Sourcebooks Casablanca, $7.99, ISBN 978-1-4022-8685-8
Historical Romance, 2015
As a book aimed at fans of Downton Abbey, this one would probably feel too similar to the average historical romance in terms of setting to stand out. But if we overlook the marketing gimmick, The Great Estate has one very significant feature that may be of interest to readers: this is the story of two married people trying to make a second go at a happy marriage, but it is refreshingly – shockingly – free of blame, painful communication breakdown, evil mistresses, and nasty parents.
Gabriel Thorne, the Earl of Averford, and his wife Sophia haven’t felt the magic in a long time. In fact, they seemed to have fractured their relationship even worse than usual when Gabriel caught Sophia kissing another guy about a year before this story begins. He took off to the Continent, leaving Sophia at home to stew and wonder how she will get him back while at the same time running Thornbrook Park (using the incompetent estate manager as a front) and discovering that she enjoys being the head lady in charge. Now, Gabriel is back in her life. Will there be a happy ending this second time around?
Here’s the interesting part: Gabriel blames himself for Sophia’s kissing the other guy. He recognizes that he ignores the warning signs, takes the wife for granted, and when she succumbed to the kiss of another man, it was actually a wake-up call for him. Instead of running off to plot divorce or revenge like Sophia feared, he actually studied poetry, music, and tales of romance like the nerd he is to make himself a more romantic person. On Sophia’s part, she wants Gabriel back – the kiss was a big mistake, she knew it the moment it happened – and she too is willing to make some concessions to make the marriage work again. However, she is also no longer that young lady content to let all the big strong men around her tell her how to live her life. How she will get her husband to accept this newly awakened aspect of her… well, that can be a bit of a challenge, although Gabriel is fortunately a pretty reasonable fellow. I mean – he’s willing to kick his own mother out of their house. How many husbands would do that for the wife?
The efforts of Gabriel and Sophia to be more romantic and sexy may seem superficial at a glance, but they are doing the right thing, as their sexual awkwardness was one of the causes of their drifting apart even before they lost their child. Gabriel felt inadequate as he could never seem to give Sophia pleasure in the bedroom, and his efforts to spice up their sex life only seemed to put Sophia off. On her part, Sophia believed that a woman who showed too much passion in bed was not proper, so she always held back, and now she wonders whether that may be one of the reasons why they could never get their sexual chemistry right.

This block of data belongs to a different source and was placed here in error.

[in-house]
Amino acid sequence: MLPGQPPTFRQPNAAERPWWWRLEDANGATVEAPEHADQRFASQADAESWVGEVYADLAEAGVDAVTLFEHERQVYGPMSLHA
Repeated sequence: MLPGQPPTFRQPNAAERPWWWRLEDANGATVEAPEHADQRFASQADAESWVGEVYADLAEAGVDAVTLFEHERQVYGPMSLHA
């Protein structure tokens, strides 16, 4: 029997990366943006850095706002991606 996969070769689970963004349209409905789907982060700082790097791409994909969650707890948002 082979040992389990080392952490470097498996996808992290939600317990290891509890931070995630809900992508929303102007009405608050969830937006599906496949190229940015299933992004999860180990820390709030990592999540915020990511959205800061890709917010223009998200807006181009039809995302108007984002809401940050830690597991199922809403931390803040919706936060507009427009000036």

As I’ve said earlier, there is no blaming or shaming in this story. Shocking, I know! But this actually plays right to the author’s strength, as Sherri Browning tends to write more lighthearted romps, and her attempts to showcase angst in her characters often felt contrived and over-simplistic in the past. Both characters can be silly and immature, but they are refreshingly self-aware, so after some soul-searching, they realize that they have a part to play in the breakdown of their marriage. And instead of blaming the other person, they seek to improve whatever aspects of themselves that they felt to be weaknesses that caused the breakdown. I like this. I like how they both want their marriage to work, and how they both are prepared to do some work to make that happen.
Of course, they stumble and bumble sometimes, which gives rise to some little drama along the way. The end result is a light and frothy tale, Some readers may feel that it is too bubbly for a second-time attempt at love story, especially since the issues that caused their initial drifting apart can feel pretty real, but I’m okay with it personally. After all, I find myself chuckling at the sillier moments, and I think the romance is actually pretty fine in its own right. The author has a nice balance of romance and some light angst here and there, and I’ve had a good time here. That the annoying Aunt Agatha is not shoved at my face is icing on the cake.
However, the story begins to meander in its late stages. It is as if the author had run out of ideas for the couple, so she starts bringing up and dragging out subplots that are nowhere as interesting as the main couple. The Great Estate could have ended a few chapters earlier, if you ask me. Still, this is a nice and charming story, and it’s also an interesting demonstration that second-time romances can actually work without the usual screaming matches and blaming everything on the parents or the hero’s evil mistress.